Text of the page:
Emily Guendelsberger Emily is senior staff writer at Philadelphia City Paper. She enjoys writing about feminism, opera, television, arts ecosystems, music theory, people with weird jobs and pretty much everything involving money. You can also find her writing at the A.V. Club, the Guardian and other fine publications.
Jessie Hemmons, 25, aka Ishknits, is crouching down, sewing what looks like a neon, blue-and-green-striped sweater onto a skinny tree outside utility-gray Hartranft Elementary School in North Philly. A line of ants streaming over the bright new yarn looks about as confused as ants can. Hemmons adjusts the placement up several inches, high enough that only the tallest dogs would be able hit it. Four more scarf-like creations still need to be put up, two cross-stitched in bright pink: "PWD," for Philadelphia Water Department, and "SOAK IT UP" — for Soak It Up, Philly!, the city program that commissioned her to knit cozies for these skinny North Philly trees. "I just started using a machine the last few months, it's the cheesiest, wonkiest — it's called The Ultimate Sweater Machine." Hemmons laughs. "I do miss doing stuff by hand," which could take nine or 10 hours per piece, "but now I'm getting asked to do projects in a short amount of time, and ... I work full-time."
When Hemmons started yarnbombing (as this knitted subgenre of street art is called) as a hobby a few years ago, she didn't imagine she'd eventually be working for the government. She sewed her first piece onto a bike rack at 16th and Market streets with "hands shaking, absolutely terrified," and put up many pieces under cover of darkness, including a short-lived pink hoodie reading "GO SEE THE ART" on the Rocky statue. She's never had any problems ("I wasn't getting any negative feedback in terms of, uh, getting arrested"), and the Anti-Graffiti Network has said it doesn't have a problem with yarnbombing due to its inherently temporary nature, but she didn't want to push her luck.
Hemmons says small, out-of-the-way pieces like the ones she's installing now generally last about four months before falling or being cut down, but the life expectancy is shorter in high-profile settings: "I did a subway seat that didn't last an entire day, and the sweater on the Rocky statue lasted 24 hours."
This is fine, though: Hemmons isn't sentimental about her creations, and almost never purposely checks back in on them. This, she says, has made the experience of starting to get commissions from places like Urban Outfitters, Proctor & Gamble and the Mural Arts Program extra strange: "I have to go to the opening and stand there and watch people look at my work. It's scary! It's intimidating! Here, I get to run away." And she sees the limited lifespan of yarnbombs as a pro, not a con. "You know, you look at your past work and you're horribly embarrassed by it," she shrugs, "so it's kind of a blessing, in a way — like, if I knew myself at age 20, I'd probably want to punch myself. ... When they disappear, I'm probably a different person."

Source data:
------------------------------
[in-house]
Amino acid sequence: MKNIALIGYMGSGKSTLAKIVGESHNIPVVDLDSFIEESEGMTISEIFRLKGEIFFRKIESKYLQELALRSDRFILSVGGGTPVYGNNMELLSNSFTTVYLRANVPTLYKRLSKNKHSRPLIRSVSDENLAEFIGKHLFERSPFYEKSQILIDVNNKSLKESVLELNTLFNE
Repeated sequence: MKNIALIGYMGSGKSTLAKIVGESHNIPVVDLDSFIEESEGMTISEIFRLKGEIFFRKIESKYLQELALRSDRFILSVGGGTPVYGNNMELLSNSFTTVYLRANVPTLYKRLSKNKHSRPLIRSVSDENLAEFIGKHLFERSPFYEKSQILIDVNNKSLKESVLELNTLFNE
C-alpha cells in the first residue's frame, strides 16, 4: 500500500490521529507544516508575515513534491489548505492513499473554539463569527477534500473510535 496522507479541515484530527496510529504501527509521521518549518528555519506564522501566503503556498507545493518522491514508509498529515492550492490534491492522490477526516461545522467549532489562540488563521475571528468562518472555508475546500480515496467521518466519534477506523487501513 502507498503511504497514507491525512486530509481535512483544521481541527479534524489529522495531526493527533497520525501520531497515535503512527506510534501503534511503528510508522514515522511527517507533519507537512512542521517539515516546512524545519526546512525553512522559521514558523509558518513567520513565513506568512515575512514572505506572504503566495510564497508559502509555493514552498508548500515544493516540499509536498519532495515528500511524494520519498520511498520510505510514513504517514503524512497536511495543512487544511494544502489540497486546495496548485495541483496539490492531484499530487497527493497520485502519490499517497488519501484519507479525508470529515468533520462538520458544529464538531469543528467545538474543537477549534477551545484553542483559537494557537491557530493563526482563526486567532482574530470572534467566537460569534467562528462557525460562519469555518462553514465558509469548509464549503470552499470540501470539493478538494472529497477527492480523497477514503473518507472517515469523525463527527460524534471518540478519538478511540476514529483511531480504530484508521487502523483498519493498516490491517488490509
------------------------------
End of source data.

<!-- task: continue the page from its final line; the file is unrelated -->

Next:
Going from commando-style installations to doing government work in broad daylight was pure accident. An early project involved fastening bright-pink, hand-knit top-tube protectors — which prevent bikes' paint from getting nicked when locking up — onto random bicycles. "Apparently I yarnbombed a guy from the Water Department's bike," she laughs. Later, the department got in touch and hired her for their Soak It Up, Philly! program, a green initiative involving porous concrete, rainwater runoff and reservoirs underneath ordinary-looking trees all around the city. "No one can see them, so they commissioned me to knit the trees to be, like, "'It's under here!'" she says.
Hemmons works with acrylic yarn (organics like wool and cotton fall apart quickly) in a neon palette similar to ones found in big, elaborate graffiti tags — the brighter, the better. "It's about taking a drab environment and shocking people into looking at something," says Hemmons, and the key is "the brightness of it, the contrast ... if I was knitting in brown and gray, it would just get lost in the background." The colors undoubtedly stand out, particularly on the overcast day — they're almost in another dimension from the dull gray of the school and pavement and the dusty brown of the vacant lots across the street.
Similarly bright and out of place is Hemmons' bike, which she rode up from West Philly. It has one of the pink knit tube protectors on it, the same design she attached to the Water Department guy's bike. The other day, as she was passing by a piece she'd installed on a bike rack at Reading Terminal Market, she noticed one of her tube protectors on a bike locked to it. "Someone had parked their bike there, and it still had one of those on it from two years ago!" she says, looking genuinely happy to have proof that at least one of the many pieces she's thrown out into the world stuck.
Yarnbombing demo, 5:30 p.m., and talk, 7 p.m., Thu., April 5, free, Philadelphia Art Alliance, 251 S. 18th St., 215-545-4302, philartalliance.org.
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